The Dance of Connection

Rescuing women and men from the quicksand of difficult relationships.

You Call THAT an Apology!

A true apology has these six good things.

Tendering a genuine apology when an apology is due can go a long way to repair a disconnection following a fight.  Here's how to apologize wisely and well.

The next time you offer an apology--or, you're on the receiving end of an apology that doesn't cut it-- remember this:

1.  A true apology needs to be sincere.It should not be a quick way to get out of a predicament or a fight.

2. A true apology does not include the word “but” (“I’m sorry, but …”).  “But” automatically cancels out an apology, and nearly always introduces a criticism or excuse.

3. A true apology keeps the focus on your actions—and not on the other person’s response. For example, “I’m sorry that you felt hurt by what I said at the party last night” is not an apology. Try instead, “I’m sorry about what I said at the party last night. It was insensitive and uncalled for.” Own your behavior and apologize for it—period.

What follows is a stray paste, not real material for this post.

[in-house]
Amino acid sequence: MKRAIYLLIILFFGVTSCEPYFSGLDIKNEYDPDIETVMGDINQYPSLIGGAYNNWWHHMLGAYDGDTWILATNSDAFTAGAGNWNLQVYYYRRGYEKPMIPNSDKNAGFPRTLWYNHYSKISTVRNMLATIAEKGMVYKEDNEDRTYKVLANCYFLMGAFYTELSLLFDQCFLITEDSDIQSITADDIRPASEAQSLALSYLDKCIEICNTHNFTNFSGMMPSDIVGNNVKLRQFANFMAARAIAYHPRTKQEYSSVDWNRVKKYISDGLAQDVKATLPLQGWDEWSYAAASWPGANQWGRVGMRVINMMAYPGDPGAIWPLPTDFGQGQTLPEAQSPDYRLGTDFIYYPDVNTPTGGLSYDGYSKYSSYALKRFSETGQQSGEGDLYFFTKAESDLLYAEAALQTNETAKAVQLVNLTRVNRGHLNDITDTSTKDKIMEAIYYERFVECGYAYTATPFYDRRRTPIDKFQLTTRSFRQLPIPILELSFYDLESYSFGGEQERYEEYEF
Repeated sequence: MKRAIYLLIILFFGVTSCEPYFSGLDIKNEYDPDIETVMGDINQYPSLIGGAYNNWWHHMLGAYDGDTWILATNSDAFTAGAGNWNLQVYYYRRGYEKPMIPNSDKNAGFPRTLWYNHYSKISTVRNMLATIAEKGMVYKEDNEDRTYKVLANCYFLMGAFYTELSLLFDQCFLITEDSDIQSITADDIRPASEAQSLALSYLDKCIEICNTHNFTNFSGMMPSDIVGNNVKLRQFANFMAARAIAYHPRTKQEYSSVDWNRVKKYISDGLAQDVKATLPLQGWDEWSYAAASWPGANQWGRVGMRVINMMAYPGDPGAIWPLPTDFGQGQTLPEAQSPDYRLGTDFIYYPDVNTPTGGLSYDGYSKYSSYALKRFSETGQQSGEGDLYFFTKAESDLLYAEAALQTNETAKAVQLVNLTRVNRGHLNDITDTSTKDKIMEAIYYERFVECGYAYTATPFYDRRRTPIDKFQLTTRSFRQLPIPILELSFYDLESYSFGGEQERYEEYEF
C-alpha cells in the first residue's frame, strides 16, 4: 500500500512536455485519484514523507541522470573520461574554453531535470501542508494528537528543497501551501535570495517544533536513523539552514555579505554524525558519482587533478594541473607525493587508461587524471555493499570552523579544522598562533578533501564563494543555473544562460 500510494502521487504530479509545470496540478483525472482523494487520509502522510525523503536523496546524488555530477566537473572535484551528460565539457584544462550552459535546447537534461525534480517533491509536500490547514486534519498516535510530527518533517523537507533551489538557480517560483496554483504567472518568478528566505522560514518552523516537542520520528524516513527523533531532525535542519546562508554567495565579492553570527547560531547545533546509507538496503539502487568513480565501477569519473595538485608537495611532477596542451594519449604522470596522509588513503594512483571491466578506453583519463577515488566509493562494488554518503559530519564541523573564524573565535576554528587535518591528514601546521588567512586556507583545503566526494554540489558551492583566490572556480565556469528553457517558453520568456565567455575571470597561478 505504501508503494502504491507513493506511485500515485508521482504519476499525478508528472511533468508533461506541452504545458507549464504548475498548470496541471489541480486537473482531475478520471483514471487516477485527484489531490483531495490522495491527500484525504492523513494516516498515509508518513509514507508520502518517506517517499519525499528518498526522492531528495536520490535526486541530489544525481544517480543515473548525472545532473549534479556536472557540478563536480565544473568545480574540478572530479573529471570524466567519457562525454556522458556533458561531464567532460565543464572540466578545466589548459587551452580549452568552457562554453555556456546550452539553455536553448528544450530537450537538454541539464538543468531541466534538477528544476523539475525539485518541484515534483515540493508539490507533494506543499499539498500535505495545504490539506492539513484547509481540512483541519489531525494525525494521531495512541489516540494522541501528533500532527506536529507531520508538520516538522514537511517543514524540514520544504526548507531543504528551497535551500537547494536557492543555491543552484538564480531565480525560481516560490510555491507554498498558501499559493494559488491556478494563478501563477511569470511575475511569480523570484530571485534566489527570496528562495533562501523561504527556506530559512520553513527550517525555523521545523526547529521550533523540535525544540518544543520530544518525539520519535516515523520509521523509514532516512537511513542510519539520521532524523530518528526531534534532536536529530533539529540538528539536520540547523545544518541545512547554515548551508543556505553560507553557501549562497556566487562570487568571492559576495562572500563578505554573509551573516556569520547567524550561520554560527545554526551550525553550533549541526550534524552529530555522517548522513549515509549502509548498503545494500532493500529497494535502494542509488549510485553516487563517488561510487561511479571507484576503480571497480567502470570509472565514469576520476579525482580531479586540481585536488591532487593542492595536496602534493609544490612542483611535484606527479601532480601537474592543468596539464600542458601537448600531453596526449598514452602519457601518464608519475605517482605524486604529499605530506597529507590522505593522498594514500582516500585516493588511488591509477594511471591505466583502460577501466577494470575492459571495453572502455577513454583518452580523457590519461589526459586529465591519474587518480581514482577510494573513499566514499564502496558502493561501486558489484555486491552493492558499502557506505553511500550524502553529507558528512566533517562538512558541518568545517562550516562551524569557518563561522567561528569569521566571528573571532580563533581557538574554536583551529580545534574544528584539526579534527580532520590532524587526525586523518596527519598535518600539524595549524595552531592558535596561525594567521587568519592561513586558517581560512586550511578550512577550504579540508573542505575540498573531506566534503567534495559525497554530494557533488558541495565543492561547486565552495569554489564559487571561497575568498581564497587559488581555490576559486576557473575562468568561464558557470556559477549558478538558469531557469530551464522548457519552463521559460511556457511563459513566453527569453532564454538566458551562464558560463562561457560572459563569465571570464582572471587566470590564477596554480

4. A true apology doesn’t get caught up in who is to blame and who started it. Maybe you’re only 14% to blame and the other person provoked you. It can still help to simply say, “I’m sorry for my part in this.”

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5. A true apology does not demand or request forgiveness. Of course, you hope that the other person will forgive you. But a true apology does not ask the other person to do anything—not even to forgive. Also a serious hurt or betrayal requires repair work over time, and is never healed simply by saying “I’m sorry.”

6. A true apology requires that you do your best to avoid a repeat performance. Obviously, it doesn’t help to apologize with a grand flourish and then continue the very behavior you are apologizing for, Passionate expressions of remorse are empty if you don’t put sincere effort into ensuring that there is no repeat performance.

Postscript; if the other person is an entrenched non-apologizer, don’t get into tug of war about it. Some people cannot or will not apologize. He or she may have another way of re-connecting after a fight, show you he’s in new place and wants to move on.

Accept the olive branch however it’s offered. Focus on becoming a “good apologizer” yourself and model the behavior you want to see in others.

Take the high road. It’s hard. And it’s worth it.

 

 

Harriet Lerner, Ph.D., is best known for her work on marriage and family relationships and the psychology of women. Her book The Dance of Anger has recently been reissued.

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